American Automobile Manufacturers Association (AAMA) to Docket 97-042; 
Notice I (NHTSA Request for Comments on its preliminary Report to 
Congress on the effects of the Anti Car Theft Act of 1992 and the Motor 
Vehicle Theft Law Enforcement Act of 1984). In the Report to Congress, 
AAMA stated the more recent antitheft systems are more effective in 
reducing auto theft. AAMA also cited the Highway Loss Data Institute 
(HLDI) findings on the effectiveness of antitheft devices in reducing 
theft. AAMA noted that vehicles with antitheft devices are less likely 
to be stolen for joyriding or transportation and therefore, their 
recovery rates are lower.
    GM also noted that theft rate data have indicated a decline in 
theft rates for vehicle lines equipped with comparable devices that 
have received full exemptions from the parts-marking requirements. GM 
stated that the theft rate data, as provided by the Federal Bureau of 
Investigation's National Crime Information Center (NCIC) and compiled 
by the agency, show that theft rates are lower for exempted GM models 
equipped with the PASS-Key-like systems than the theft rates for 
earlier models with similar appearance and construction that were 
parts-marked. Based on the performance of the PASS-Key, PASS-Key II, 
and PASS-Key III devices on other GM models, and the advanced 
technology utilized in PASS-Key III+, GM believes that the PASS-Key 
III+ device will be more effective in deterring theft than the parts-
marking requirements of 49 CFR part 541.
    GM stated that it believes that PASS-Key III+ devices will be more 
effective in deterring theft than the parts-marking requirements and 
that the agency should find that inclusion of the PASS-Key III+ device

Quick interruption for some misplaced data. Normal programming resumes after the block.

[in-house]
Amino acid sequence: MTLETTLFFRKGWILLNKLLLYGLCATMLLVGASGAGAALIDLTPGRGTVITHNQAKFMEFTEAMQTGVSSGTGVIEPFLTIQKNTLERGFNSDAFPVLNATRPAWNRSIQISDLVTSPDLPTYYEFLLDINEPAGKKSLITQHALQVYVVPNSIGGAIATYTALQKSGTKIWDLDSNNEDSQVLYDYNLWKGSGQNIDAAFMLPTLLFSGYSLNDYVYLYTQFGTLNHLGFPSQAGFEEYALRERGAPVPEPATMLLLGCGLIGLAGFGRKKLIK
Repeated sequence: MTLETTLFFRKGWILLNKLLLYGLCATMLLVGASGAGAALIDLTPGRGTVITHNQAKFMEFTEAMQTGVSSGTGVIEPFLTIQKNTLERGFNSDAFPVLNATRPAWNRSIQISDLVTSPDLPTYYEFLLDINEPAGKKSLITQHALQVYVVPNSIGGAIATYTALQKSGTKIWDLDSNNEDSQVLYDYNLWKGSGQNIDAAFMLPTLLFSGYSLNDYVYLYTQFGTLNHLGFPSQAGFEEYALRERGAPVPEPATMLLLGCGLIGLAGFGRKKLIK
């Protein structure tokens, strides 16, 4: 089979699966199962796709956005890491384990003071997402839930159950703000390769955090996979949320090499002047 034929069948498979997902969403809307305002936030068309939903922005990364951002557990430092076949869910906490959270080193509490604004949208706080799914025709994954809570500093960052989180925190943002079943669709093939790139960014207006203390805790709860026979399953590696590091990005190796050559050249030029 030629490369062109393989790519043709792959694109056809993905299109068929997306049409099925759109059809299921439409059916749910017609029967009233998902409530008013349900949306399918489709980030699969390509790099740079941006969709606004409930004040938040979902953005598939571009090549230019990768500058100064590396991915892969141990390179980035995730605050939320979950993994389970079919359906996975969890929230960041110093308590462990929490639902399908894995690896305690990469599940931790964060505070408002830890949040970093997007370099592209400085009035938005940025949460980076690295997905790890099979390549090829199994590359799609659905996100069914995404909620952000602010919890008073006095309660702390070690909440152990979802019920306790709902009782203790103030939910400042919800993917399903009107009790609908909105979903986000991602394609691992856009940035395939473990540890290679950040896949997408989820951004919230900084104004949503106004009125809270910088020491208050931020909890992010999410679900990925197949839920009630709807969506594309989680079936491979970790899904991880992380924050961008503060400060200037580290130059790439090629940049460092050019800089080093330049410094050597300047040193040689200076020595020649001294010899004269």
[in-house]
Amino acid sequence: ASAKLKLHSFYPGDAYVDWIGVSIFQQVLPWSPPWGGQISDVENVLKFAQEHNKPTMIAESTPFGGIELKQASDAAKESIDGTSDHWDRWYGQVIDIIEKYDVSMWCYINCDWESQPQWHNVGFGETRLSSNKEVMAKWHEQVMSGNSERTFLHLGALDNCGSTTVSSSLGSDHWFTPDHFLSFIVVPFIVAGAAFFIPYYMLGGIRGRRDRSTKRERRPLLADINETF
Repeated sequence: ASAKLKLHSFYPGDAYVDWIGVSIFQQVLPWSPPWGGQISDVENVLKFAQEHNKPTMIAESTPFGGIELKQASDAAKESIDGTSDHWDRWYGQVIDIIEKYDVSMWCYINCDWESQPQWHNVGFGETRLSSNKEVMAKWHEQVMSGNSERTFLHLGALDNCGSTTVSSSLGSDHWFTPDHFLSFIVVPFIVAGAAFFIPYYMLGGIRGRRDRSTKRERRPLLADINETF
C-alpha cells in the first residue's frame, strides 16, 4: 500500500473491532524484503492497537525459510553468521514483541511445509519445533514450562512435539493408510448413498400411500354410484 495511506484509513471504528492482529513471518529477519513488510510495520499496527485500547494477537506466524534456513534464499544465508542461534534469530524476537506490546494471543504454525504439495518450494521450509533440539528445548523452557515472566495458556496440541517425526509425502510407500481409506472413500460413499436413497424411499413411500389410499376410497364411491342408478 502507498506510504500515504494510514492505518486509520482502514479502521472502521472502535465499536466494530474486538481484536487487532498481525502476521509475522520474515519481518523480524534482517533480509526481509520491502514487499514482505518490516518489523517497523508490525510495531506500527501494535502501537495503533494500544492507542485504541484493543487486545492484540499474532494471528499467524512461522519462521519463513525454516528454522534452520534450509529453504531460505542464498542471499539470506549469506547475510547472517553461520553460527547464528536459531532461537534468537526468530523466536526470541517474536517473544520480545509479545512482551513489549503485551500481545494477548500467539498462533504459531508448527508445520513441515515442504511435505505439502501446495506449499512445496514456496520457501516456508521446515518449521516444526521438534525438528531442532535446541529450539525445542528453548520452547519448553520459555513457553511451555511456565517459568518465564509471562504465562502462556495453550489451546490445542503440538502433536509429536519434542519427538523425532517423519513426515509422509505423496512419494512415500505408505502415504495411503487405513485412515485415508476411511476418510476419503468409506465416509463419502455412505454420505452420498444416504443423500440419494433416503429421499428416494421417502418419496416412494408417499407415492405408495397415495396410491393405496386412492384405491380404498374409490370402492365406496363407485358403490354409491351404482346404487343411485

on the Buick Encore vehicle line is sufficient to qualify it for full 
exemption from the parts-marking requirements.
    GM's proposed device lacks an audible or visible alarm. Therefore, 
this device cannot perform one of the functions listed in 49 CFR part 
543.6(a)(3), that is, to call attention to unauthorized attempts to 
enter or move the vehicle. GM stated that based on comparison of the 
reduction in the theft rates of Chevrolet Corvettes using a passive 
antitheft device along with an audible/visible alarm system to the 
reduction in theft rates for the Chevrolet Camaro models equipped with 
a passive antitheft device without an alarm, GM finds that the lack of 
an alarm or attention-attracting device does not compromise the theft 
deterrent performance of a device such as PASS-Key III+ device. In 
these instances, the agency has concluded that the lack of an audible 
or visible alarm has not prevented these antitheft devices from being 
effective protection against theft. Using an average of 3 MYs data 
(2012-2014), NHTSA's theft rates for the Chevrolet Corvette and 
Chevrolet Camaro vehicle lines are 1.2140 and 3.1337 respectively, both 
below the median theft rate of 3.5826.
    Based on the evidence submitted by GM, the agency believes that the 
antitheft device for the Buick Encore vehicle line is likely to be as 
effective in reducing and deterring motor vehicle theft as compliance 
with the parts-marking requirements of the Theft Prevention Standard 
(49 CFR 541).
    Pursuant to 49 U.S.C. 33106 and 49 CFR 543.7(b), the agency grants 
a petition for exemption from the parts-marking requirements of Part 
541, either in whole or in part, if it determines that, based upon 
substantial evidence, the standard equipment antitheft device is likely 
to be as effective in reducing and deterring motor vehicle theft as